Fujifilm launches new B2 digital press

Fujifilm has launched its third generation B2 inkjet press, the Jet Press 750S, capable of 3,600 B2 sheets per hour, can be equipped with food-safe inks, and capable of handling coated and uncoated offset stocks.

The previous model, the Jet Press 720S was among the first B2 inkjet presses to gain a foothold in the market, with over 150 Jet Press installations worldwide.

With the continued, steady increase in demand for short run work, Fujifilm says the introduction of the Jet Press 750S means that more and more jobs are going to fit the sweet spot of this new industry-leading press.

A spokesperson from the company says, “The target for this press is not the toner-dominated, on demand market where runs of ones and twos predominate. The Jet Press 750S is likely to be highly competitive for print runs up to 5,000, depending on ink coverage, allowing it to compete with, and out-perform, offset presses in the production of high quality, short run print jobs. This makes it an ideal investment for a much larger range of commercial and packaging printers.

“Like the Jet Press 720S, the new press is the perfect blend of old and new technologies. Built on an offset chassis, it features superb sheet-to-sheet, front and back registration and up-time on a par with offset, combined with the very latest industry-leading Samba inkjet printheads, to deliver print quality that outperforms offset.

“Customers of the Jet Press 720S have already benefited from the highest up-time for a digital press in the industry, with figures above 90 per cent often quoted. The Jet Press 750S is set to improve on this still further thanks to two new features. The first is a new printhead self-cleaning process called Overflow Cleaning which carries out head cleaning at times when the press is between jobs or the printhead assembly is in motion. The second is a new Active Head Retraction (AHR) system which lifts the print bars from the drum when a paper deformation is detected (<3mm), reducing the likelihood of paper jams caused by damaged paper.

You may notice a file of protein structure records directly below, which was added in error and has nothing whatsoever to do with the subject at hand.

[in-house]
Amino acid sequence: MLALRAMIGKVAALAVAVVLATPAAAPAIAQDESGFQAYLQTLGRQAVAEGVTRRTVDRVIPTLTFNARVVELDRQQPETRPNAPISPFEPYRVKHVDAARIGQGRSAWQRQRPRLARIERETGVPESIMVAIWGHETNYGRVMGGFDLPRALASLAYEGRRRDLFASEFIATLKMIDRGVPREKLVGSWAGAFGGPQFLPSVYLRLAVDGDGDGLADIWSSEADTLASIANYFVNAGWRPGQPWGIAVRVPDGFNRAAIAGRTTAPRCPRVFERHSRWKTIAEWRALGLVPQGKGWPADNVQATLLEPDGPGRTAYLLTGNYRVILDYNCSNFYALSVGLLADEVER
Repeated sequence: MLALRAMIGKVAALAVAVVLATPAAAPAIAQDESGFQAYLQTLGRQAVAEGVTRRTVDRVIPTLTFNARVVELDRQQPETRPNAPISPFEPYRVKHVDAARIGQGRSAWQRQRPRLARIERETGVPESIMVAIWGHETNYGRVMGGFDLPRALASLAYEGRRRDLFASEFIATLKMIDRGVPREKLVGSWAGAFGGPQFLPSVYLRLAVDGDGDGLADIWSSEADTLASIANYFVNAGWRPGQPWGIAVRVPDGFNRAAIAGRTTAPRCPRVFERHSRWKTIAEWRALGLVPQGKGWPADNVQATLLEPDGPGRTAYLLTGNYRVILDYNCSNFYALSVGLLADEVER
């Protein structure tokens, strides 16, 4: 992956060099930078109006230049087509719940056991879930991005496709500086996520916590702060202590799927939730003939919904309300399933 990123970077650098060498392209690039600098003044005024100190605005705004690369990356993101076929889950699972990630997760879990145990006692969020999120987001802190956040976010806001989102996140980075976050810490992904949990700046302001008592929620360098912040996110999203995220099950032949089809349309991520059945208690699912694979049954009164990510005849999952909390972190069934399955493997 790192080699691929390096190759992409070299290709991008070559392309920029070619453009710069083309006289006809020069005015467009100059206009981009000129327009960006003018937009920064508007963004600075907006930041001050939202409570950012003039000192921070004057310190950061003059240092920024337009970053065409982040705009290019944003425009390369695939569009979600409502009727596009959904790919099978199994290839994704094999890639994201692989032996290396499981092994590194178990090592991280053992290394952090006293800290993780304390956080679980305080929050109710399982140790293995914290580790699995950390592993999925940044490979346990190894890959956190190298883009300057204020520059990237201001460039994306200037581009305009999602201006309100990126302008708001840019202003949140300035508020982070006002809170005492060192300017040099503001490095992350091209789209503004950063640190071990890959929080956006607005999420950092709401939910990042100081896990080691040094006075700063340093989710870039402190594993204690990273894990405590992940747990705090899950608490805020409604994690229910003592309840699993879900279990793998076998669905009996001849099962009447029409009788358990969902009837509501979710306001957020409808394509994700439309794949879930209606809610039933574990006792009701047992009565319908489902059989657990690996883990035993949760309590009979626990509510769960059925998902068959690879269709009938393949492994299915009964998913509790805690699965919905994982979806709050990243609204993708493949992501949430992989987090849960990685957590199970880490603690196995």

“The increase in top line press speeds has been achieved by the further development of two major parts of the press. The first is the inclusion of the next generation of Samba printheads. Printing on paper moving at the higher speed of 3,600 sheets per hour requires a corresponding speed upgrade to the number of ink droplets deposited per second. The jetting frequency of the new generation Samba printheads has therefore been increased from 25 kHz to 33 kHz to speed up dot placement and counteract the increased effects of possible turbulence. It also has the additional benefit of reducing dot placement variations, therefore improving quality.

“The second new technology contributing to increased efficiency and speed is the introduction of a completely new drying system, in which a printed sheet is passed onto a transfer belt heated via rollers, with a vacuum applied as the sheet passes through the drying section to keep it dimensionally stable. Drying is carried out via a combination of the heated belt and hot air applied from above. As well as operating at higher speeds, this new system allows greater control and fine-tuning of temperatures, extending the range of substrates that can be printed.

“The combination of a larger sheet size (increased from 750mm x 532mm to 750mm x 585mm), even better up-time, a 33 per cent faster press speed, and quicker finishing mean the overall ability of this new press to print longer runs and improve job turnaround times still further is significant.”

“The Jet Press 750S also features the same extended colour gamut called ‘MaxGamut’ which, depending on the media used, allows up to 90 per cent of the Pantone library of 1,872 colours to be printed within a Delta E of 3 or less, providing an exceptional colour match on a four colour press.

“Finally, in addition to the In-Line Scanning (ILS) system also found in the Jet Press 720S, the Jet Press 750S incorporates a new optional ImageConfidence scanning system as further reassurance. This uses a proprietary AI algorithm to evaluate the full print area of a B2 sheet on-the-fly, ensuring every sheet matches a pre-approved image.”

The company says it is perfect for packaging, with a third of all current European Jet Press customers already producing some form of packaging on the press. With its 33 per cent speed boost and variable data printing at full speed, the new Jet Press 750S is ideally suited to printing versioned and short run packaging to coincide with specific events, localities or store promotions, according to Fujifilm.

The 750S can be modified to accommodate heavier weight folding carton stock up to 0.6mm in thickness, and printed sheets from the press have been tested and found to be compatible with a wide range of analogue and digital coating, foiling, lamination and cutting solutions. An automatic bridge is also available to connect to online coating solutions.

Fujifilm is now also able to offer a food safe ink, making the Jet Press 750S the first B2 digital press approved to print primary food packaging. This new, low migration, aqueous food safe ink complies with stringent regulations, including Swiss Ordinance 817.023.21 and European Commission Regulation 1935/2004, and has been specially formulated for coatings to be applied inline (via a bridge) or near line.

The press was announced globally earlier this week, with an Australian release not yet confirmed.

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